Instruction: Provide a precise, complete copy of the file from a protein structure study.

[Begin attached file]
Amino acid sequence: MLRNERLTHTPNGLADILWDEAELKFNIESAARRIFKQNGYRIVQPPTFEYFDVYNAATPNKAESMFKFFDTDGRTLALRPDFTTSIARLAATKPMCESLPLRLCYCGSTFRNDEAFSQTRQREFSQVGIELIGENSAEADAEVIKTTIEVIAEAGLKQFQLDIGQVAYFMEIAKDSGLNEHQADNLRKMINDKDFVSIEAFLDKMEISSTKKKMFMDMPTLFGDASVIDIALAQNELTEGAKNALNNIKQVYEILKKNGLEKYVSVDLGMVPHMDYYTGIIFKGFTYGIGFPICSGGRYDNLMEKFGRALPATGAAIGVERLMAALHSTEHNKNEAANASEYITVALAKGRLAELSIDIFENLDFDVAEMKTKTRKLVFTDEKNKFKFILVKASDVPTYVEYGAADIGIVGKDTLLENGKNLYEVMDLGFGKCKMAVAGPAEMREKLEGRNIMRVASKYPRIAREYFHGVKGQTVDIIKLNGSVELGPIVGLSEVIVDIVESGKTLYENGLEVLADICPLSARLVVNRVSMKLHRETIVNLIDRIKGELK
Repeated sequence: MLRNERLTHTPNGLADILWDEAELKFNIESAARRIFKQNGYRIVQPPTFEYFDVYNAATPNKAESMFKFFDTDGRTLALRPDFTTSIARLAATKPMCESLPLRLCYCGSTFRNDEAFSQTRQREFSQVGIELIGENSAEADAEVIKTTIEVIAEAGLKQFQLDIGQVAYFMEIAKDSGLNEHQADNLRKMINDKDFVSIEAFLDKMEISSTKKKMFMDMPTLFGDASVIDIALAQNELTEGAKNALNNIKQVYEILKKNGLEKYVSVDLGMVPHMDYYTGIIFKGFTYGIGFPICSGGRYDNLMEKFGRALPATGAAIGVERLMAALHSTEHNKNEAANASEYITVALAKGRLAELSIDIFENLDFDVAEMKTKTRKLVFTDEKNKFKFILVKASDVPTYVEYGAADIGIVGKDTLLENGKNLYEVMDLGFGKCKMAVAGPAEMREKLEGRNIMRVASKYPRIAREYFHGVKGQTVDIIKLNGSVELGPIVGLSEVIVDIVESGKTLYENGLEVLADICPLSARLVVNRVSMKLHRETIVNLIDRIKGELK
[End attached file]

Amino acid sequence: MLRNERLTHTPNGLADILWDEAELKFNIESAARRIFKQNGYRIVQPPTFEYFDVYNAATPNKAESMFKFFDTDGRTLALRPDFTTSIARLAATKPMCESLPLRLCYCGSTFRNDEAFSQTRQREFSQVGIELIGENSAEADAEVIKTTIEVIAEAGLKQFQLDIGQVAYFMEIAKDSGLNEHQADNLRKMINDKDFVSIEAFLDKMEISSTKKKMFMDMPTLFGDASVIDIALAQNELTEGAKNALNNIKQVYEILKKNGLEKYVSVDLGMVPHMDYYTGIIFKGFTYGIGFPICSGGRYDNLMEKFGRALPATGAAIGVERLMAALHSTEHNKNEAANASEYITVALAKGRLAELSIDIFENLDFDVAEMKTKTRKLVFTDEKNKFKFILVKASDVPTYVEYGAADIGIVGKDTLLENGKNLYEVMDLGFGKCKMAVAGPAEMREKLEGRNIMRVASKYPRIAREYFHGVKGQTVDIIKLNGSVELGPIVGLSEVIVDIVESGKTLYENGLEVLADICPLSARLVVNRVSMKLHRETIVNLIDRIKGELK
Repeated sequence: MLRNERLTHTPNGLADILWDEAELKFNIESAARRIFKQNGYRIVQPPTFEYFDVYNAATPNKAESMFKFFDTDGRTLALRPDFTTSIARLAATKPMCESLPLRLCYCGSTFRNDEAFSQTRQREFSQVGIELIGENSAEADAEVIKTTIEVIAEAGLKQFQLDIGQVAYFMEIAKDSGLNEHQADNLRKMINDKDFVSIEAFLDKMEISSTKKKMFMDMPTLFGDASVIDIALAQNELTEGAKNALNNIKQVYEILKKNGLEKYVSVDLGMVPHMDYYTGIIFKGFTYGIGFPICSGGRYDNLMEKFGRALPATGAAIGVERLMAALHSTEHNKNEAANASEYITVALAKGRLAELSIDIFENLDFDVAEMKTKTRKLVFTDEKNKFKFILVKASDVPTYVEYGAADIGIVGKDTLLENGKNLYEVMDLGFGKCKMAVAGPAEMREKLEGRNIMRVASKYPRIAREYFHGVKGQTVDIIKLNGSVELGPIVGLSEVIVDIVESGKTLYENGLEVLADICPLSARLVVNRVSMKLHRETIVNLIDRIKGELK